Morrison, who was the 2015 world championship 48-kilogram bronze medallist and the gold-medal winner in the same class at the 2015 Pan-Am Games and Pan-American championships, faced top-seeded Madison Parks of London in her first match. She posted a 4-0 decision.
“In my head, I knew I was going in unseeded and there was a chance I could meet the top seed early,” said Morrison, who saw that become a reality in the first round during the athlete draw for positions.
“But I told myself, she probably was hoping we wouldn’t meet. But I was definitely the underdog. I scored early. It was a physical match. Getting that out of the way was huge.”
She moved into the final by pinning her next two opponents – Alexia Seal of Burnaby in the quarterfinals and Samantha Romano of Brock in the semifinals.
The final against second-seeded Katie Dutchak of Saskatoon was filled with late drama and tension. With 20 seconds left in the match, Morrison “made a poor decision” on a move and Dutchak capitalized to take a 4-3 lead.
“I wasn’t sure if I was up or down (in the score),” she explained. “I took a Hail Mary attack with one second left.”
In that split second, she exposed Dutchak’s shoulder enough to score three points for a 6-4 win. But wait. Officials decided to review the end of the match to see if Morrison’s desperation move occurred before time expired. Morrison had indeed beat the clock, her opponent and a new path in the sport.
By winning her weight class and the national championship, Morrison has been named to the Canadian women’s senior national team, which will open the door for a number of international possibilities.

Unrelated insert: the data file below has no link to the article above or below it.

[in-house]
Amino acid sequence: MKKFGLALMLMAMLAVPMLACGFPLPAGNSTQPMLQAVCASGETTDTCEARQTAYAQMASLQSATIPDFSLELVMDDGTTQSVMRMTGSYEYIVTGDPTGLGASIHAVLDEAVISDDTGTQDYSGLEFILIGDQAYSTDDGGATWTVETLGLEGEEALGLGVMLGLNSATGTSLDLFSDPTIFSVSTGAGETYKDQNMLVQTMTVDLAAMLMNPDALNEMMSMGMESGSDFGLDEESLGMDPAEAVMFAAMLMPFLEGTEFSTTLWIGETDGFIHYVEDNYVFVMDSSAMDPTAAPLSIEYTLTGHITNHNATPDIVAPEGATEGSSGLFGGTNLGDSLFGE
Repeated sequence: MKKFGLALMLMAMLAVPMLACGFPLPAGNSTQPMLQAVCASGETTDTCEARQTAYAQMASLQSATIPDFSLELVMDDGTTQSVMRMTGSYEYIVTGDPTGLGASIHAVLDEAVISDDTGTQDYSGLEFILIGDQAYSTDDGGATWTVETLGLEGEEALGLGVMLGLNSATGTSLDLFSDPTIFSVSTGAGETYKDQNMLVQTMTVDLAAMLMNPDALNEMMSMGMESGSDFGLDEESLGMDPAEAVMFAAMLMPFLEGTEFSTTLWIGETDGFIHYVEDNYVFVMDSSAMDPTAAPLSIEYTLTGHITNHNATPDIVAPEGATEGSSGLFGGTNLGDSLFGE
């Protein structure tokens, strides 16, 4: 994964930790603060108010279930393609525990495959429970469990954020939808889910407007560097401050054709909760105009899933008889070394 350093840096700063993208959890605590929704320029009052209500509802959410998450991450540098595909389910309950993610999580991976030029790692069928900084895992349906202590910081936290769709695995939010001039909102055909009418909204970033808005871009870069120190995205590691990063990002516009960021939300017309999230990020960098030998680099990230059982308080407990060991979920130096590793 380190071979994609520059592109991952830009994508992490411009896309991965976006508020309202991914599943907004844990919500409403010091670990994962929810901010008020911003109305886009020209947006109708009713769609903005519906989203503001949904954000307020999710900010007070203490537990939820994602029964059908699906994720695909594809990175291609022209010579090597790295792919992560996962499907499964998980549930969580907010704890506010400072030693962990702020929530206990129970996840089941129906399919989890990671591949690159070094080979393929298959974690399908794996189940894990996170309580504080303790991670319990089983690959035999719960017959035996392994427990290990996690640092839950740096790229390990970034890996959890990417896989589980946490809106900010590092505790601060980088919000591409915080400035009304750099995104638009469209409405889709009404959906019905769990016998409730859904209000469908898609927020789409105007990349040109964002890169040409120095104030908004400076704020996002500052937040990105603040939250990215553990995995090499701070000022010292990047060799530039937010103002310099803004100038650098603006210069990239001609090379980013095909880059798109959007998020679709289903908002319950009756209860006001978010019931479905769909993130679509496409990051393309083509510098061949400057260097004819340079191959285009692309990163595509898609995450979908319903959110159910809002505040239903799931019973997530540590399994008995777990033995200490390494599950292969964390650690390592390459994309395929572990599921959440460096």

“I was excited to compete and see what I could do. It was a personal challenge for myself,” she explained. “In my past career, my highest priority goal was to get to the Olympics.
“My husband encouraged me. He said ‘why not train for seven months and see what happens? You have all the tools at your disposal.’”
Ryan Morrison has played a significant role in bringing his wife back into wrestling, providing athletic and scientific help along the way as well as putting the children to bed, when she had a night practice.
Chris Schrauwen, the head coach and technical director at the National Capital Wrestling Club, took his cues from Morrison. He let her dictate her progression, but he assisted with her skills refinement, made it fun and kept the pressure low.
Morrison remained rather quiet about her return to wrestling until she won her second national championship in Waterloo because “I wanted to do it my own way.”
“It’s what I love,” she said with feeling. “I didn’t think I wanted to be an athlete again until I got on the mat. It was fun.
“My husband is a fan of doing cool things. I’m usually practical, conservative in decision making. It’s really for fun and a fun family challenge. I haven’t done anything for myself since having the kids. My husband said ‘do something for yourself.’”
So she did. And for the moment, she’s an Olympic-style wrestler again. And the women’s senior 50-kilogram Canadian champion.
Martin Cleary has written about amateur sports for 50 years. A past Canadian sportswriter of the year and Ottawa Sports Awards Lifetime Achievement in Sport Media honouree, Martin retired from full-time work at the Ottawa Citizen in 2012, but continued to write a bi-weekly “High Achievers” column for the Citizen/Sun.
When the pandemic struck, Martin created the High Achievers “Stay-Safe Edition” to provide some positive news during tough times, via his Twitter account at first and now here at OttawaSportsPages.ca.
Martin can be reached by e-mail at email@example.com and on Twitter @martincleary.